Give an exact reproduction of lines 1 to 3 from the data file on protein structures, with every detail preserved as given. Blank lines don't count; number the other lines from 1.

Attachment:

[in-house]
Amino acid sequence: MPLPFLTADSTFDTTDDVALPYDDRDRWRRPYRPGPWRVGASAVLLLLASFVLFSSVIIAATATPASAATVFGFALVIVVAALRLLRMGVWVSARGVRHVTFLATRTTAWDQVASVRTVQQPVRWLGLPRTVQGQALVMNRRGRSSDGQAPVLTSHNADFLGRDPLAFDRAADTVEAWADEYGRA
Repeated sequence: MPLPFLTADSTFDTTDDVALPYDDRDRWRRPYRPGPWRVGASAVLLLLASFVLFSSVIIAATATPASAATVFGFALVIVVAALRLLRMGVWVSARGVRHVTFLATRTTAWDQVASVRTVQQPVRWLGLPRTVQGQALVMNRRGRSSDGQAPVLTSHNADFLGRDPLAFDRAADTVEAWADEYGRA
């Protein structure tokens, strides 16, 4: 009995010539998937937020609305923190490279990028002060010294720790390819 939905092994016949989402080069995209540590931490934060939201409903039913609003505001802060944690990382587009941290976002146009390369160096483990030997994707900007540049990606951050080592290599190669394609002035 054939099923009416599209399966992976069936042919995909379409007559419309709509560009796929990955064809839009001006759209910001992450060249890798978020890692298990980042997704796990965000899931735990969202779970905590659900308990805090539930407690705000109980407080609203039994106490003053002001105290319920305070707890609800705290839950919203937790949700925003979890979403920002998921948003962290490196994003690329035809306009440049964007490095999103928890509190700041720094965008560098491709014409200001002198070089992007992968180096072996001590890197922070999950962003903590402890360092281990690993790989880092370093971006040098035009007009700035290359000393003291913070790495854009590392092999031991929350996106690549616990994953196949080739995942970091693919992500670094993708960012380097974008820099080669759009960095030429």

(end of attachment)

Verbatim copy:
[in-house]
Amino acid sequence: MPLPFLTADSTFDTTDDVALPYDDRDRWRRPYRPGPWRVGASAVLLLLASFVLFSSVIIAATATPASAATVFGFALVIVVAALRLLRMGVWVSARGVRHVTFLATRTTAWDQVASVRTVQQPVRWLGLPRTVQGQALVMNRRGRSSDGQAPVLTSHNADFLGRDPLAFDRAADTVEAWADEYGRA
Repeated sequence: MPLPFLTADSTFDTTDDVALPYDDRDRWRRPYRPGPWRVGASAVLLLLASFVLFSSVIIAATATPASAATVFGFALVIVVAALRLLRMGVWVSARGVRHVTFLATRTTAWDQVASVRTVQQPVRWLGLPRTVQGQALVMNRRGRSSDGQAPVLTSHNADFLGRDPLAFDRAADTVEAWADEYGRA